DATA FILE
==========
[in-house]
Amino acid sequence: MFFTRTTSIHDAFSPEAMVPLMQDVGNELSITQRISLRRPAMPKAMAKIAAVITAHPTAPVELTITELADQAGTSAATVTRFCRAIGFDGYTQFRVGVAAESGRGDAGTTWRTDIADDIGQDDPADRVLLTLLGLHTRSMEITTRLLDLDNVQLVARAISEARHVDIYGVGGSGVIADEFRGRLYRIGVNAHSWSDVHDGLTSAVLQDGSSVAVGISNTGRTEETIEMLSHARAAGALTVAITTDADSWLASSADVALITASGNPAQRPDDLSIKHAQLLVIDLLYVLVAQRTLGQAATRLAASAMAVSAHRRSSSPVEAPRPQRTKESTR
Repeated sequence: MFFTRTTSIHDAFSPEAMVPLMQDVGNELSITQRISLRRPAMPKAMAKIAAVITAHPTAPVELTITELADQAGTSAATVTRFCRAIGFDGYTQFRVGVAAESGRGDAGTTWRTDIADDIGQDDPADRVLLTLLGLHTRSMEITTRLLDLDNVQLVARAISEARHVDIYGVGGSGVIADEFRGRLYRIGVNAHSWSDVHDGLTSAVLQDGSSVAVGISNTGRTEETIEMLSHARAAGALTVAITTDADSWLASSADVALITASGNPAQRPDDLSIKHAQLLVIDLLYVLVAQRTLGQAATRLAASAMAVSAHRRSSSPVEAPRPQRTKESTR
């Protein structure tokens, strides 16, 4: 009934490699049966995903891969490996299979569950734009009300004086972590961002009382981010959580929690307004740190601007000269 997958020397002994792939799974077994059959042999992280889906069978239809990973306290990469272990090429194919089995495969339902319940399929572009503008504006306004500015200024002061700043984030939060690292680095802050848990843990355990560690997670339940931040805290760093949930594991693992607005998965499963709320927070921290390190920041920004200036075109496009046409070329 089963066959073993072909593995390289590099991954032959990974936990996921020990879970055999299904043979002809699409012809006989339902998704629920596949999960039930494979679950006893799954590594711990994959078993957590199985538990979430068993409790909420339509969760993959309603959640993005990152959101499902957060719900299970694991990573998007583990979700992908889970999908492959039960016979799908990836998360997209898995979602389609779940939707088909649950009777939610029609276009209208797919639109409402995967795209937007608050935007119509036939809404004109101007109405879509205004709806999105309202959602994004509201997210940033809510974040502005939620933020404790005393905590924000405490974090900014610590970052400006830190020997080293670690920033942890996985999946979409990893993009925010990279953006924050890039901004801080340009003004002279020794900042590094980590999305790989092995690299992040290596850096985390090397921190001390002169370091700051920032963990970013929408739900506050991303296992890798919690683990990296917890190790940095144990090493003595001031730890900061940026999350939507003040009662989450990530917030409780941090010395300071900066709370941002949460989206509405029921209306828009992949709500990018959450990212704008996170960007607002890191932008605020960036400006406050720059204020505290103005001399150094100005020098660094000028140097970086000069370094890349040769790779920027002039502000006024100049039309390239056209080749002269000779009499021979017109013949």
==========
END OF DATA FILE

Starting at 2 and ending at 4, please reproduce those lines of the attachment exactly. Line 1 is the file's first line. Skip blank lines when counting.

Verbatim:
Amino acid sequence: MFFTRTTSIHDAFSPEAMVPLMQDVGNELSITQRISLRRPAMPKAMAKIAAVITAHPTAPVELTITELADQAGTSAATVTRFCRAIGFDGYTQFRVGVAAESGRGDAGTTWRTDIADDIGQDDPADRVLLTLLGLHTRSMEITTRLLDLDNVQLVARAISEARHVDIYGVGGSGVIADEFRGRLYRIGVNAHSWSDVHDGLTSAVLQDGSSVAVGISNTGRTEETIEMLSHARAAGALTVAITTDADSWLASSADVALITASGNPAQRPDDLSIKHAQLLVIDLLYVLVAQRTLGQAATRLAASAMAVSAHRRSSSPVEAPRPQRTKESTR
Repeated sequence: MFFTRTTSIHDAFSPEAMVPLMQDVGNELSITQRISLRRPAMPKAMAKIAAVITAHPTAPVELTITELADQAGTSAATVTRFCRAIGFDGYTQFRVGVAAESGRGDAGTTWRTDIADDIGQDDPADRVLLTLLGLHTRSMEITTRLLDLDNVQLVARAISEARHVDIYGVGGSGVIADEFRGRLYRIGVNAHSWSDVHDGLTSAVLQDGSSVAVGISNTGRTEETIEMLSHARAAGALTVAITTDADSWLASSADVALITASGNPAQRPDDLSIKHAQLLVIDLLYVLVAQRTLGQAATRLAASAMAVSAHRRSSSPVEAPRPQRTKESTR
């Protein structure tokens, strides 16, 4: 009934490699049966995903891969490996299979569950734009009300004086972590961002009382981010959580929690307004740190601007000269 997958020397002994792939799974077994059959042999992280889906069978239809990973306290990469272990090429194919089995495969339902319940399929572009503008504006306004500015200024002061700043984030939060690292680095802050848990843990355990560690997670339940931040805290760093949930594991693992607005998965499963709320927070921290390190920041920004200036075109496009046409070329 089963066959073993072909593995390289590099991954032959990974936990996921020990879970055999299904043979002809699409012809006989339902998704629920596949999960039930494979679950006893799954590594711990994959078993957590199985538990979430068993409790909420339509969760993959309603959640993005990152959101499902957060719900299970694991990573998007583990979700992908889970999908492959039960016979799908990836998360997209898995979602389609779940939707088909649950009777939610029609276009209208797919639109409402995967795209937007608050935007119509036939809404004109101007109405879509205004709806999105309202959602994004509201997210940033809510974040502005939620933020404790005393905590924000405490974090900014610590970052400006830190020997080293670690920033942890996985999946979409990893993009925010990279953006924050890039901004801080340009003004002279020794900042590094980590999305790989092995690299992040290596850096985390090397921190001390002169370091700051920032963990970013929408739900506050991303296992890798919690683990990296917890190790940095144990090493003595001031730890900061940026999350939507003040009662989450990530917030409780941090010395300071900066709370941002949460989206509405029921209306828009992949709500990018959450990212704008996170960007607002890191932008605020960036400006406050720059204020505290103005001399150094100005020098660094000028140097970086000069370094890349040769790779920027002039502000006024100049039309390239056209080749002269000779009499021979017109013949």